We’ve worked with several affordable housing providers in the Boston area struggling with this issue. Their limited options are:
1) Do nothing and potentially miss out on thousands of dollars in savings each year.
2) Switch to a TOU rate that would include free installation of advanced metering but could result in higher energy expenses (which they can’t accurately determine without access to interval data).
3) Pay around $2,000 to have an advanced meter installed by the utility, then wait months to gather enough data to see if storage might make economic sense.
4) Install an energy data logger (which may cost a similar amount as the utility meter) and again wait for the data to come in.
5) Run a generic economic analysis using modeled representative electricity usage data (not the sort of thing recommended as the basis for big investments).
It’s not the most promising list of options. Paying for utility meter upgrades or energy data loggers can be prohibitively expensive for many organizations.
The solutions to this data problem should be simple.
- If a utility customer is subject to rates where how and when they use electricity makes a difference, like time-varying rates or demand charges, they should have simple, open access to the data that can help them respond to those rates.
- Utilities should be required to install meters capable of measuring and recording such data and to provide an intuitive, free platform for consumers to access that data, such as through Green Button.
- If, for some reason, this is not feasible, government agencies should support funding for implementation of measures such as data loggers that customers would purchase and install to track and record usage information, particularly for public facilities and those serving low-income and vulnerable communities.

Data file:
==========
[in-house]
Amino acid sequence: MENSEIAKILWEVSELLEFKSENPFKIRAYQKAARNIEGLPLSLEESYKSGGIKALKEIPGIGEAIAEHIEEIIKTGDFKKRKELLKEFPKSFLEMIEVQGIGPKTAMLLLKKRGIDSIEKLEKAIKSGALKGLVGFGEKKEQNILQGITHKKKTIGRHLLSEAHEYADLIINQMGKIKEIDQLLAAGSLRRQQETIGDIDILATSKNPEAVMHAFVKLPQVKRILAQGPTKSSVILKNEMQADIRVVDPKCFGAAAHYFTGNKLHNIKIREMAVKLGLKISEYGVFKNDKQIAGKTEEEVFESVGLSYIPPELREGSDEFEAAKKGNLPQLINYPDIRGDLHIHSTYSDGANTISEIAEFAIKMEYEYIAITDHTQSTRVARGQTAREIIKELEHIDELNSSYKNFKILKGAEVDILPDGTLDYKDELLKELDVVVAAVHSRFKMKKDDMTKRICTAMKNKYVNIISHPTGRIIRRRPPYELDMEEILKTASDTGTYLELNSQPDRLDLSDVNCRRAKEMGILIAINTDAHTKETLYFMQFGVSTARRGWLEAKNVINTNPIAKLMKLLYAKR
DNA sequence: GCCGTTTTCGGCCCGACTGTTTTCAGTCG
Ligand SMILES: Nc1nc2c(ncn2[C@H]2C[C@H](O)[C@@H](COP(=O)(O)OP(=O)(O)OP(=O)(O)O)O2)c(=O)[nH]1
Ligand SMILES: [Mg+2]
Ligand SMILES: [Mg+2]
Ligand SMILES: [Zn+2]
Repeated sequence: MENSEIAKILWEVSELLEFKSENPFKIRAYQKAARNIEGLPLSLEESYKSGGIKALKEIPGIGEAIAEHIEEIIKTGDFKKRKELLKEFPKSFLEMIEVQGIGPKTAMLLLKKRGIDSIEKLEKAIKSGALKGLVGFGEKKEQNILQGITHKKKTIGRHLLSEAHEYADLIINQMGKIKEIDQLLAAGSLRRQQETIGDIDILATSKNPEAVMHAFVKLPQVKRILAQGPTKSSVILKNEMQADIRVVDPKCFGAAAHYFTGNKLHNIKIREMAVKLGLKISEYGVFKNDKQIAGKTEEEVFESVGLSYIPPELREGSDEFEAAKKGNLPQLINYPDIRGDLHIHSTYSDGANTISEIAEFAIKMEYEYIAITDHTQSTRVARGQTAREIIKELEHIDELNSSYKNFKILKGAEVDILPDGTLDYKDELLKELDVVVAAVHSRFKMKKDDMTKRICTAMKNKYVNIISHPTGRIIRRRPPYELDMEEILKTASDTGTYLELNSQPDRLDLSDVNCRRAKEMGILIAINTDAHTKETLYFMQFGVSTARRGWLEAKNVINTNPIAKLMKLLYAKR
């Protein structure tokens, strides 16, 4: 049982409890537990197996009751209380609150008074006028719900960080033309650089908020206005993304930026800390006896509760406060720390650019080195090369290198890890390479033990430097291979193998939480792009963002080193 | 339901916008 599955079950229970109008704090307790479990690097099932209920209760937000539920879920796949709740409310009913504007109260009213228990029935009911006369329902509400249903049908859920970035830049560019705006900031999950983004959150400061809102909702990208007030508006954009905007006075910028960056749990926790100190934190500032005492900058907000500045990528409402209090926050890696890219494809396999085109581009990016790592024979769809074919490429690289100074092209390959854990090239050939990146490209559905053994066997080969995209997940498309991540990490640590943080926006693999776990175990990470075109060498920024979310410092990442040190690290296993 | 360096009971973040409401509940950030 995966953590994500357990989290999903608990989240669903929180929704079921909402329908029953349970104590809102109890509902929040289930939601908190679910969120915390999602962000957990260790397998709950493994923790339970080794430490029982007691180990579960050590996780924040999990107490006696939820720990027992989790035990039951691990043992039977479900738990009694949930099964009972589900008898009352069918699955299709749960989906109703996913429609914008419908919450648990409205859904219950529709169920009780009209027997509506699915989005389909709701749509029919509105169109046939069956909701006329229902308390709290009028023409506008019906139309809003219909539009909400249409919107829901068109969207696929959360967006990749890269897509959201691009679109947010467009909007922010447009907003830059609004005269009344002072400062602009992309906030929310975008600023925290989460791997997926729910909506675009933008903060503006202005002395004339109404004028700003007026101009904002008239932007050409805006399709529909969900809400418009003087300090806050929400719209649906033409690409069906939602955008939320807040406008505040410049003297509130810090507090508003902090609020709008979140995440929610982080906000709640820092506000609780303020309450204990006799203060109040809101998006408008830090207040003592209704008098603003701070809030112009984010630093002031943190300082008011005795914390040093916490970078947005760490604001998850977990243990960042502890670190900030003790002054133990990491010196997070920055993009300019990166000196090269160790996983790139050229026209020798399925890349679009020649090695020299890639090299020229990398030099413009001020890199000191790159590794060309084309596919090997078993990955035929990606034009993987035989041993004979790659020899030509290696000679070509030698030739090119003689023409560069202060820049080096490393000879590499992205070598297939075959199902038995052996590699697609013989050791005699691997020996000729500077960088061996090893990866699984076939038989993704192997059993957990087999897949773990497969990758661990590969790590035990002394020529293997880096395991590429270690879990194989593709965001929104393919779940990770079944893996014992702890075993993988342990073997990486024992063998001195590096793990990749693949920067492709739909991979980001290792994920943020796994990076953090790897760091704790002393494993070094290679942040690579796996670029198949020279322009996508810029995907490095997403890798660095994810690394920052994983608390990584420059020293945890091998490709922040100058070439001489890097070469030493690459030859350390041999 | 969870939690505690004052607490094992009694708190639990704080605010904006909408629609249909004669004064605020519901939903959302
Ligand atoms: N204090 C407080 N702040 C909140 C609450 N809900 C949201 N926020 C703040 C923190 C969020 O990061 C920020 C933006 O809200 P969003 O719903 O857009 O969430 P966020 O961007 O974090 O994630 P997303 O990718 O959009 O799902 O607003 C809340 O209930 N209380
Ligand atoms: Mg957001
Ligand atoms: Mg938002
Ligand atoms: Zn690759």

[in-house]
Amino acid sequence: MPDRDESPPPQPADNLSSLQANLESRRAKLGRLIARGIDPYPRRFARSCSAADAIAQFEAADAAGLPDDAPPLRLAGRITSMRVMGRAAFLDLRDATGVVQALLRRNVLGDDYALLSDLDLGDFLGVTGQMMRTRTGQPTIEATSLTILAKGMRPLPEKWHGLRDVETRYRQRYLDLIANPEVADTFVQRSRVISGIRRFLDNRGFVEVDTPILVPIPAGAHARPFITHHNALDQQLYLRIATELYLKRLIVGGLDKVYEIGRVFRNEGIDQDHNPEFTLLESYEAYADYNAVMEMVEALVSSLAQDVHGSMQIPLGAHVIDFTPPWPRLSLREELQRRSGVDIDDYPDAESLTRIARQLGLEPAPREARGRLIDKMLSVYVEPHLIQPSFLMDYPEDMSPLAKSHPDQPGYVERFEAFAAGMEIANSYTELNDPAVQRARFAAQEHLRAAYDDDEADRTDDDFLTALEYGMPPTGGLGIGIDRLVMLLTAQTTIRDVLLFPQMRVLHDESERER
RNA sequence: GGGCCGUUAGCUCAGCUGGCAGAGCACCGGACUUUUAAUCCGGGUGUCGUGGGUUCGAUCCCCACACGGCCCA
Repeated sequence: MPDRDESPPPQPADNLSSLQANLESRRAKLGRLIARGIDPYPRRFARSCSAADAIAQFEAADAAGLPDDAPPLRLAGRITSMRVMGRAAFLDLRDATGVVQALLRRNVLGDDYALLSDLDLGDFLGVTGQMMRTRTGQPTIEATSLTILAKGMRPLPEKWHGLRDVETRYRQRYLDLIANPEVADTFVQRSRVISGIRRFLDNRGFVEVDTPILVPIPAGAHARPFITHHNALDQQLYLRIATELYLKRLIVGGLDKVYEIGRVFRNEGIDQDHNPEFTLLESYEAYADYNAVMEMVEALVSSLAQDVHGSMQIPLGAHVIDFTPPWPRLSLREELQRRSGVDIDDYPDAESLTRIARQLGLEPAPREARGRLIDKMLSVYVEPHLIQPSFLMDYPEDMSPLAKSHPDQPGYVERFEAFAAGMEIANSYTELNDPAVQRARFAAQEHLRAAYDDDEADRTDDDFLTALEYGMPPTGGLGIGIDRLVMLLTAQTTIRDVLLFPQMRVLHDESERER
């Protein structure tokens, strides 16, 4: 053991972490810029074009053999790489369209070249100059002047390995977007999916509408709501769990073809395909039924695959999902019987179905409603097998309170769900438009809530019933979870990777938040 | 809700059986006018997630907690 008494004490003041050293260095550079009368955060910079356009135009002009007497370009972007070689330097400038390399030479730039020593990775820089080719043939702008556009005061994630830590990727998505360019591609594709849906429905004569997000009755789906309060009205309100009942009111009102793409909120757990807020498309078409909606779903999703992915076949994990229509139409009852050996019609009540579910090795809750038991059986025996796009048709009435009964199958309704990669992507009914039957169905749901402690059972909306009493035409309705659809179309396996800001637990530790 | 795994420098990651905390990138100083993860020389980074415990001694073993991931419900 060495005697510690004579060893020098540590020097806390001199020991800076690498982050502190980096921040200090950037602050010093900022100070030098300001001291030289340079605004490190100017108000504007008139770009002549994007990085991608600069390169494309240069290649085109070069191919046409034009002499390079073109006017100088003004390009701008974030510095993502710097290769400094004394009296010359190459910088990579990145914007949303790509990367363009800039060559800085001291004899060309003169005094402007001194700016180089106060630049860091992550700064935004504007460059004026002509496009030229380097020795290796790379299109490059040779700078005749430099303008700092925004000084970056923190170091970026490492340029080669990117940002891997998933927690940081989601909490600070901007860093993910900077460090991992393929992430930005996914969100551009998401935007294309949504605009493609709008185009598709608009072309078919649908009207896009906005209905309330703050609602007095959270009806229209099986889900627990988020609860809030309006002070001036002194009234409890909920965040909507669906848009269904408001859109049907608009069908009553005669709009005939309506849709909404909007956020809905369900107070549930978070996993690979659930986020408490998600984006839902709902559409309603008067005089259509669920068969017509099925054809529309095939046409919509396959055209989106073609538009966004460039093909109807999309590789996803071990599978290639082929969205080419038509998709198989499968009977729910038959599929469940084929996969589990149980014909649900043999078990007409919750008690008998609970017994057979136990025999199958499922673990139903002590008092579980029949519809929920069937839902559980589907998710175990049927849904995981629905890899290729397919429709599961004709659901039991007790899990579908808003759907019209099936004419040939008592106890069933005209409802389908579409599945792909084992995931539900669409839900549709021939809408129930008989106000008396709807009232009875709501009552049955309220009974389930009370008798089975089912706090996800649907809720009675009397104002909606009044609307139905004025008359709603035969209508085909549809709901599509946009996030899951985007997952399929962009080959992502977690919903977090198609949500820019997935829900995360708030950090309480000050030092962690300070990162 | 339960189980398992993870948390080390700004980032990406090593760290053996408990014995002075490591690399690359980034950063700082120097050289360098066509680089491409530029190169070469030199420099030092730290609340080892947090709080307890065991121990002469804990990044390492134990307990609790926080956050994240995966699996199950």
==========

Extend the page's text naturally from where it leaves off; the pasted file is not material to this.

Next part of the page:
- This should be a fundamental demand of any environmental justice advocacy effort in major cities – to get city or state policies and funding in place to ensure that data is free and accessible.
Flat rates are increasingly becoming a relic of the past. As the grid and corresponding utility rate structures evolve, customers should have a right to access to their own electricity usage data to respond to and evolve with them. This should be implemented as a default, standard practice for every electric utility consumer, not a decision left to the whims of utility executives and shareholder interests.
Free access to this energy data should be a basic right in today’s changing energy regulatory environment.
Seth Mullendore is vice president and project director for Clean Energy Group, overseeing projects ranging from customer-sited solar and battery storage to the replacement of power plants with clean technologies. Seth works with policy makers, project developers, industry, advocates, and community and environmental justice groups to advance clean energy policies and projects, with a focus on achieving greater access to solar and battery storage technologies for disadvantaged communities. Much of his work pertains to the research and reporting of energy storage technologies, policies, and supporting market structures. Prior to joining Clean Energy Group, Seth served as a Sustainable Energy Fellow with Union of Concerned Scientists and worked with Maine Clean Communities to help advance clean transportation initiatives. Seth holds a M.S. in Civil & Environmental Engineering from Stanford University, and a B.S. in Geosciences from the University of Southern Maine.